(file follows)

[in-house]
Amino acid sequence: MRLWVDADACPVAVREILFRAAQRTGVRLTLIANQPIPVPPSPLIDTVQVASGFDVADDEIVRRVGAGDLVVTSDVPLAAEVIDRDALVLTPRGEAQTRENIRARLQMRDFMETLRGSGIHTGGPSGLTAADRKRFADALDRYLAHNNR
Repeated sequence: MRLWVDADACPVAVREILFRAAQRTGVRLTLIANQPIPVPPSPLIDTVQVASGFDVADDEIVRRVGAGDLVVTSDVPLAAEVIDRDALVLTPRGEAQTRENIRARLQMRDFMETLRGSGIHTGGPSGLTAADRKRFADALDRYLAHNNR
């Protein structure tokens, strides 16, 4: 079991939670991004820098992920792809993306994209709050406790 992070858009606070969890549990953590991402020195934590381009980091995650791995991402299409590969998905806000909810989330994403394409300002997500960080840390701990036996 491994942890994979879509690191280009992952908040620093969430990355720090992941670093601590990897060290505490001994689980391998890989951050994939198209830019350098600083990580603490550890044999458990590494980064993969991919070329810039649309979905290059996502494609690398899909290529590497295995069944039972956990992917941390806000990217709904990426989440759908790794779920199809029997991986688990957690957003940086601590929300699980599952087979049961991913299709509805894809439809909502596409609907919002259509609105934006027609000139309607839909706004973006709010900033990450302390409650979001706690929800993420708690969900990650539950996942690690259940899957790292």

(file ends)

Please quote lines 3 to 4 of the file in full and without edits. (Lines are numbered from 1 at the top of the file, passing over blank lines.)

Repeated sequence: MRLWVDADACPVAVREILFRAAQRTGVRLTLIANQPIPVPPSPLIDTVQVASGFDVADDEIVRRVGAGDLVVTSDVPLAAEVIDRDALVLTPRGEAQTRENIRARLQMRDFMETLRGSGIHTGGPSGLTAADRKRFADALDRYLAHNNR
């Protein structure tokens, strides 16, 4: 079991939670991004820098992920792809993306994209709050406790 992070858009606070969890549990953590991402020195934590381009980091995650791995991402299409590969998905806000909810989330994403394409300002997500960080840390701990036996 491994942890994979879509690191280009992952908040620093969430990355720090992941670093601590990897060290505490001994689980391998890989951050994939198209830019350098600083990580603490550890044999458990590494980064993969991919070329810039649309979905290059996502494609690398899909290529590497295995069944039972956990992917941390806000990217709904990426989440759908790794779920199809029997991986688990957690957003940086601590929300699980599952087979049961991913299709509805894809439809909502596409609907919002259509609105934006027609000139309607839909706004973006709010900033990450302390409650979001706690929800993420708690969900990650539950996942690690259940899957790292």